Valley Interfaith: Chapter 313 sucked the blood out of Texas’ school funding system

RAYMONDVILLE, Texas – After helping end a controversial incentives program designed to attract major corporations to Texas, Valley Interfaith is concerned about attempts to bring it back to life. 

The 2001 Legislature’s Texas Economic Development Act, known as “Chapter 313” for its position in the Texas Tax Code, allowed public school districts to offer tax incentives for businesses that invest in their communities.

As the Texas Comptroller’s Office noted, businesses were given a ten-year limitation on their appraised property value for a portion of the school district property tax. In exchange for the value limitation, the business agreed to build or install new property and create jobs in the school district.

Most of the local tax revenue the school district lost out on under Chapter 313 was replaced with state funding. Thus the act used state revenue to promote local economic development.

Rosalie Tristan, a Valley Interfaith leader from Raymondville.

Chapter 313’s reauthorization was stopped during the last legislative session by a bipartisan group of state lawmakers, Valley Interfaith, its sister organizations in the Texas Industrial Area Foundation, and other allies.

The Texas Association of Business, Texas Oil & Gas Association, and Texas Association of Manufacturers are attempting to resurrect the chapter in one form or another. They have asked economic development corporations and chambers of commerce from around the state to support their efforts. 

Gov. Greg Abbott has signaled his support for bringing Chapter 313 back in some form. He recently pointed out that Texas lost out on a multi-billion deal to bring a high tech manufacturing plant to the state. New York State offered more in incentives and secured the project.

Abbott’s position on Chapter 313 has changed over the years, however. In 2015, Abbott vetoed legislation to expand Chapter 313 incentives to projects involving multiple, contiguous school districts. The governor’s veto stated that, “while the program may sometimes have a positive impact on local economic development, serious concerns exist about its oversight, its transparency, and its value to the taxpayers.”

Valley Interfaith described Chapter 313 as “Texas’ largest corporate welfare program.” In a news release, the group and its sister organizations in the IAF said it was “shameful” that major lobby groups in the oil, gas, and manufacturing sectors were asking chambers of commerce and economic development corporations to “support taking money from schoolchildren to line the pockets of major corporations.”

Taking a very different view to Valley Interfaith on the issue are McAllen EDC, South Padre Island EDC, Edinburg EDC, Brownsville Community Improvement Corporation, Harlingen EDC, Starr County Industrial Foundation, Edinburg Chamber of Commerce, Greater Pharr Chamber of Commerce, the City of Rio Hondo, and South Padre Island Chamber of Commerce.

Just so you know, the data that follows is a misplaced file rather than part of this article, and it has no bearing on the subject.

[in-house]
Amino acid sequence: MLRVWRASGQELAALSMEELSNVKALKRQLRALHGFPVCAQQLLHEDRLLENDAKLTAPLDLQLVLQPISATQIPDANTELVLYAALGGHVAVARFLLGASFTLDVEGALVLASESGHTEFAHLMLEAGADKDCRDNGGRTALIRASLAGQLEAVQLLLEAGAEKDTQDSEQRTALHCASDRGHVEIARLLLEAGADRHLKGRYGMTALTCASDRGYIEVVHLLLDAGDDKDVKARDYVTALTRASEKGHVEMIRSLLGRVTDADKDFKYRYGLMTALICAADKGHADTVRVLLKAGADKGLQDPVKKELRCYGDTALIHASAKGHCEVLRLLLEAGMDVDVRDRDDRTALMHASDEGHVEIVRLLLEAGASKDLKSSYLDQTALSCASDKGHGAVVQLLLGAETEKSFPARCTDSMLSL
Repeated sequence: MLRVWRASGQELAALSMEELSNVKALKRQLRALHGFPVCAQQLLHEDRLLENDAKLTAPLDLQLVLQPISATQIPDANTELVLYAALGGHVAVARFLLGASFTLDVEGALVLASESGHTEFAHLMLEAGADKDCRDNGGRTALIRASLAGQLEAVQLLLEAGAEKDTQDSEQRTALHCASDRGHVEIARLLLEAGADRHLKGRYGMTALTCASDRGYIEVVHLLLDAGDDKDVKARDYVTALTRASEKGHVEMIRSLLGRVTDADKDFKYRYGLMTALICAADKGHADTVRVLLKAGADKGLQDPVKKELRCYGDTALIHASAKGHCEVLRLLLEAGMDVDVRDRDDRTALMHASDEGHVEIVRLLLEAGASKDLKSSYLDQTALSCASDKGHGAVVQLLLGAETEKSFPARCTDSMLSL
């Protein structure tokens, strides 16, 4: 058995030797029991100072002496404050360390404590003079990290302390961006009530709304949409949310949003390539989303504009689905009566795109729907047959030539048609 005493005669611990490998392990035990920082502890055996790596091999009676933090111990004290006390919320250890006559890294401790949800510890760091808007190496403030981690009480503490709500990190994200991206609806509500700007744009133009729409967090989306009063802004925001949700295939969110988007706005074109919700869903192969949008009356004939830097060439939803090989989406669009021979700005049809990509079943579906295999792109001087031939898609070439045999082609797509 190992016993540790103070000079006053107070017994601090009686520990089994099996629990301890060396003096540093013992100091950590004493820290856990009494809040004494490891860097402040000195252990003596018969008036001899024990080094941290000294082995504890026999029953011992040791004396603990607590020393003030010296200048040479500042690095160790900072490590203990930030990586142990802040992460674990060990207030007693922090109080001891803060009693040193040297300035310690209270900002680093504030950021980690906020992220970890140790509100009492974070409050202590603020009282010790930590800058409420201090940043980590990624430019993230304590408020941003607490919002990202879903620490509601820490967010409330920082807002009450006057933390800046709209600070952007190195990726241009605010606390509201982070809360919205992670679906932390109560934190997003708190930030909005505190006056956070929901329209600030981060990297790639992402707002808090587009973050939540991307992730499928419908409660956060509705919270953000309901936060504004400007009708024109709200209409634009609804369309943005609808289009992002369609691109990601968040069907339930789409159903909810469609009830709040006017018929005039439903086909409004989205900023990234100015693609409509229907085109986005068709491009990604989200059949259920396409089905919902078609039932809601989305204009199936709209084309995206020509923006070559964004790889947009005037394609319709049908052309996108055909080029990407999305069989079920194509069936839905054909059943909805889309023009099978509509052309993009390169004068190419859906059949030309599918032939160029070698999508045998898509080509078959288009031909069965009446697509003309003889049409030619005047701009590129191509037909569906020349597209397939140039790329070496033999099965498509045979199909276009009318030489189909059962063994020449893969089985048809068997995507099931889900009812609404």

Each of these groups have written to state lawmakers in support of a new incentives package to replace Chapter 313.

But Valley Interfaith argues Chapter 313 is a “defunct and miserably failed program” whose legacy will cost taxpayers over $31 billion in the next several decades to support tax breaks for multinational corporations.

“This program is literally sucking the blood out of our school funding system and state budget, yet lobby groups continue to try to bring it back from the grave like Dracula,” said Rosalie Tristan, a leader with Valley Interfaith. “We must reject Governor Abbott’s call to resurrect the Chapter 313 Vampire Fund.”

Valley Interfaith analysis showed that school districts in the Rio Grande Valley would have received more than $40 million in additional funding in 2020 if the money that Chapter 313 gave to corporations that year had been been invested in public schools.

Tristan said Valley Interfaith agrees with Texas Comptroller Glenn Hegar. Last December, as Chapter 313 was about to end, Hegar said: “Despite receiving billions of dollars in property tax abatements over the life of the program and potentially billions more in approved incentives just this year, these companies and their attorneys are asking Texas taxpayers to shoulder even more despite the Legislature’s decision to discontinue the program.”

Valley Interfaith’s Tristan added: “During this legislative session Texas needs to invest in workforce development and education, not corporate welfare on the backs of schoolchildren.”

Editor’s Note: The Texas IAF IAF comprises community organizations whose purpose is to train leaders to organize families around issues which affect their quality of life. The network includes Communities Organized for Public Service and The Metro Alliance and ICAN in San Antonio, The Border Organization, Valley Interfaith in the Rio Grande Valley; TMO in Houston; EPISO and Border Interfaith In El Paso; Austin Interfaith; ACT in Fort Worth; Dallas Area Interfaith; AMOS – Arlington, The West Texas Organizing Strategy; and Beaumont, Port Arthur and Orange. 

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